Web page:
Teachers face losing 10 days off a year

11th September 1998 at 01:00
Teachers would be expected to work an extra 10 to 15 days at weekends and outside term-time, and working limits would be abolished for senior staff, under employers' proposals.

The new pay and conditions package would abolish deputy heads and create a management scale for all senior staff, including department heads. Headteachers would have their own pay scale.

The number of "pupil days" would still be 190, but classroom teachers would have their working year extended from 195 to 205 days. Teachers promoted to the top of their grade, would be expected to work an extra 15 days.

The National Employers' Organisation for School Teachers (NEOST) is proposing a main scale for classroom teachers ranging from about Pounds 14,000 to Pounds 30,000. Teachers would progress up the spine following appraisal, based upon targets, performance and extra responsibilities. Big pay rises would be possible by "accelerated promotion" for excellent teachers.

An alternative route for classroom teachers, who do not want to go into management, would be the advanced skills teachers scale from Pounds 27, 000 to Pounds 42,000.

Nigel de Gruchy, general secretary of the National Association of Schoolmasters Union of Women Teachers, said: "The employers have some interesting ideas on salary structure and appraisal, but if they try to take holidays away from teachers then any chance of sensible discussion will go out of the window. I have members who say if they were offered a 100 per cent pay increase in return for fewer holidays they wouldn't accept it."

Tony Meredith, assistant secretary of the Association of Teachers and Lecturers, said: "The proposals for the new scales and the position of deputy heads certainly sound worth considering, but there is absolutely no evidence that teachers are prepared to work more days; they're stressed at the long weeks they do already. "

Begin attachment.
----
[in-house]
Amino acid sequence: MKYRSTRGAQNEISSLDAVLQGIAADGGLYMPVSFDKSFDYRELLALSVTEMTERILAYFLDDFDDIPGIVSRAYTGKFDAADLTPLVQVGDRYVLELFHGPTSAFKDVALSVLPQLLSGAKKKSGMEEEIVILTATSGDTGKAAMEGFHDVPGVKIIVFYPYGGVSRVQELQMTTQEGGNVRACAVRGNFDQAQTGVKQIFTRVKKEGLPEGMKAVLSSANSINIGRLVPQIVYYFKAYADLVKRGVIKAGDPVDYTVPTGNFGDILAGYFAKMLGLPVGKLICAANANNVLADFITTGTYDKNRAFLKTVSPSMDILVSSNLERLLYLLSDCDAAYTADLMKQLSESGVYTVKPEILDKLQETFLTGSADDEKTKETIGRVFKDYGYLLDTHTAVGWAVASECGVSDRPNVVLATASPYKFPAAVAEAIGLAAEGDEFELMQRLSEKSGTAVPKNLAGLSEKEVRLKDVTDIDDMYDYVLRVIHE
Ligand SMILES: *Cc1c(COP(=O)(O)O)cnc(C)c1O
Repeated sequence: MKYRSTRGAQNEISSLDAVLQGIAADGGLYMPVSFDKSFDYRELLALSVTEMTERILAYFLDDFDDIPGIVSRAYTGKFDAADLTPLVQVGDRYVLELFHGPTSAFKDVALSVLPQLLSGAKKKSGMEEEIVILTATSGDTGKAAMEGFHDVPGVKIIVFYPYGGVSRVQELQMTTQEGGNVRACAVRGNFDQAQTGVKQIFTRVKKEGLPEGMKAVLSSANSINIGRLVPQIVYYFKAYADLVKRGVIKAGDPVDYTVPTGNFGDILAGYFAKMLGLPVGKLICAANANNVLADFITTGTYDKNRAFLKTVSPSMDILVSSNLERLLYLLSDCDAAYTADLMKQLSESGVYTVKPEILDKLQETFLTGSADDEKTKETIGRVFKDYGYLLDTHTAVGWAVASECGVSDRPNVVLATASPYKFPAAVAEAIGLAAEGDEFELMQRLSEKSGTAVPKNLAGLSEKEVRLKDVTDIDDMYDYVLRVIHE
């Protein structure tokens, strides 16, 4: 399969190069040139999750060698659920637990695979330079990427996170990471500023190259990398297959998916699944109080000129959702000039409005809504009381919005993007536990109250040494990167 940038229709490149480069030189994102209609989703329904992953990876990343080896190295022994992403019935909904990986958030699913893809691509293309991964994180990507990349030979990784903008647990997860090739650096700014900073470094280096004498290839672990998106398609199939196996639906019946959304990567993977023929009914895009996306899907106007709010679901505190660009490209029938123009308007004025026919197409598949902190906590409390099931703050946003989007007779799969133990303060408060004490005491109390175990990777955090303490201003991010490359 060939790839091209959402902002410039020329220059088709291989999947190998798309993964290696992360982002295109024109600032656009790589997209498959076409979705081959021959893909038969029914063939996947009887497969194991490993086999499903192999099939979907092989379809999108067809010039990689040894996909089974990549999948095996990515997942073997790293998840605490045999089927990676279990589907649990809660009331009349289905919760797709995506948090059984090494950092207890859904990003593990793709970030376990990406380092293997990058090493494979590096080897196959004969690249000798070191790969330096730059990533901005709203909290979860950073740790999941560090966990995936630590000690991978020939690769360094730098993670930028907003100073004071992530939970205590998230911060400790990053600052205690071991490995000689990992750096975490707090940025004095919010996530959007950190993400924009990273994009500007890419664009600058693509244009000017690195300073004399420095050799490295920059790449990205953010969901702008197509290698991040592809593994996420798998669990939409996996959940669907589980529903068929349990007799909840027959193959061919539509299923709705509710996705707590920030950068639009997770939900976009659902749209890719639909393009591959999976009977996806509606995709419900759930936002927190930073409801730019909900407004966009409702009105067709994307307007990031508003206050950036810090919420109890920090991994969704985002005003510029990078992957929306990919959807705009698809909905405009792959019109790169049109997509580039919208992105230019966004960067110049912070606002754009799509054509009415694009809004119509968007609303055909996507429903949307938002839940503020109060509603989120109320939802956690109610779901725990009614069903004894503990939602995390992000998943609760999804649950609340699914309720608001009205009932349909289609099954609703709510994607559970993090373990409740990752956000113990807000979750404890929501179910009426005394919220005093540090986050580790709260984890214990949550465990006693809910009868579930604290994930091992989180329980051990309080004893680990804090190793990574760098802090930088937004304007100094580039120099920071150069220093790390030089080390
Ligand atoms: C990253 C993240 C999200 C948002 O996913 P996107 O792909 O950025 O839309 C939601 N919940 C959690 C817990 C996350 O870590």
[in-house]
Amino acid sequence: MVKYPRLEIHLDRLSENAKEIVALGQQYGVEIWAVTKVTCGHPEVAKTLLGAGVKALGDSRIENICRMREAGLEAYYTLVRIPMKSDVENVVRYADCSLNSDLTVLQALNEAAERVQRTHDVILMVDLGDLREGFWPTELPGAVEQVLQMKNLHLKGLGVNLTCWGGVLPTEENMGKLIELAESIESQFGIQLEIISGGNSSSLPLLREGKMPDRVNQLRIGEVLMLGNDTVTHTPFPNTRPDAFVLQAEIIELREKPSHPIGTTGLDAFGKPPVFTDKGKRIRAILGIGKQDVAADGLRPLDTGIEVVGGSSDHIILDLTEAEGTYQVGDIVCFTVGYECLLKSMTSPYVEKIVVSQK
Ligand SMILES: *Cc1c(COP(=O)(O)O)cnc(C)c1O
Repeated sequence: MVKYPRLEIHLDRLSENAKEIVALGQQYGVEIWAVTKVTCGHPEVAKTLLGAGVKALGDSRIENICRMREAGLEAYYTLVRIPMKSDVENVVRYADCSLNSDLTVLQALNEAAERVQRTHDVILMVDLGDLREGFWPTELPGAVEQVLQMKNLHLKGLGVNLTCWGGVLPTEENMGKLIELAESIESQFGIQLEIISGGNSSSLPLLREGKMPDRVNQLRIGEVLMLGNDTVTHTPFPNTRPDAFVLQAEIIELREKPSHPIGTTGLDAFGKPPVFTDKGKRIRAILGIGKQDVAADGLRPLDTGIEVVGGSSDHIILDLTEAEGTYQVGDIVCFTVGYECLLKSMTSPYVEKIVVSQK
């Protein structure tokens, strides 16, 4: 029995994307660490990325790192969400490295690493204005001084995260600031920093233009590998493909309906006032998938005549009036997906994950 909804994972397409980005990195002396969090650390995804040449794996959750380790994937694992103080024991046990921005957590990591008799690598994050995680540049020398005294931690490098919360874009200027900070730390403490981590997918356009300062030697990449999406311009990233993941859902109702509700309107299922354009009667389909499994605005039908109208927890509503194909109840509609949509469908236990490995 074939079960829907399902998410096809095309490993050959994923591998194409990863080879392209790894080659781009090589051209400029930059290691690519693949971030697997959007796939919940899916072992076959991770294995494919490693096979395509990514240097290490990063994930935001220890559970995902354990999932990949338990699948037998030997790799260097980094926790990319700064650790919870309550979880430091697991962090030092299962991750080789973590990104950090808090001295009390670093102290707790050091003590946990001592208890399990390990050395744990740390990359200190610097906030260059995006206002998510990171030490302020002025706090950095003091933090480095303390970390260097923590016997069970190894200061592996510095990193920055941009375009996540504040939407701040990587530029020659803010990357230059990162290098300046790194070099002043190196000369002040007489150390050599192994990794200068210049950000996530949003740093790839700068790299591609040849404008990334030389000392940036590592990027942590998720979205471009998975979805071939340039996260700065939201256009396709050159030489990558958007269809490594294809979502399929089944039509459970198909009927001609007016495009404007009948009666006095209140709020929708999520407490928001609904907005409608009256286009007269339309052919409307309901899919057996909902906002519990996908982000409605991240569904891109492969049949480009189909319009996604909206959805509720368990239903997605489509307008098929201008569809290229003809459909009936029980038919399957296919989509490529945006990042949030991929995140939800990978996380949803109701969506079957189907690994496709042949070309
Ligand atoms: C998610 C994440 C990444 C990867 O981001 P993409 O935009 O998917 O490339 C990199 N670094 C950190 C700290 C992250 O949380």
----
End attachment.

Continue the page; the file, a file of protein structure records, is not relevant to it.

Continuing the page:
The New Deal for Schools proposes increasing the number of support staff to reduce the administrative burden on teachers. It says: "Modernising the pay structure is not enough in itself. Working conditions also need to be modernised, in particular working time."

If teachers are to receive substantial pay rises, they will be expected to work three, four or five-term years, weekends and outside term-time. Maternity and sickness pay could be brought into line with other public-sector workers.

Graham Lane, chair of NEOST, said the package would increase the Pounds 11.5 billion teachers' pay bill by just under 10 per cent. The proposed changes could be phased in over three years.

He said: "The aim is to achieve a modern, flexible contract which will reward teachers on objective criteria for their particular skills and management acumen. By increasing support staff, we hope to make the job much more exciting and attractive."

The employers' New Deal for Schools will be presented to education minister Estelle Morris next week as part of the Green Paper consultations on modernising the teaching profession.

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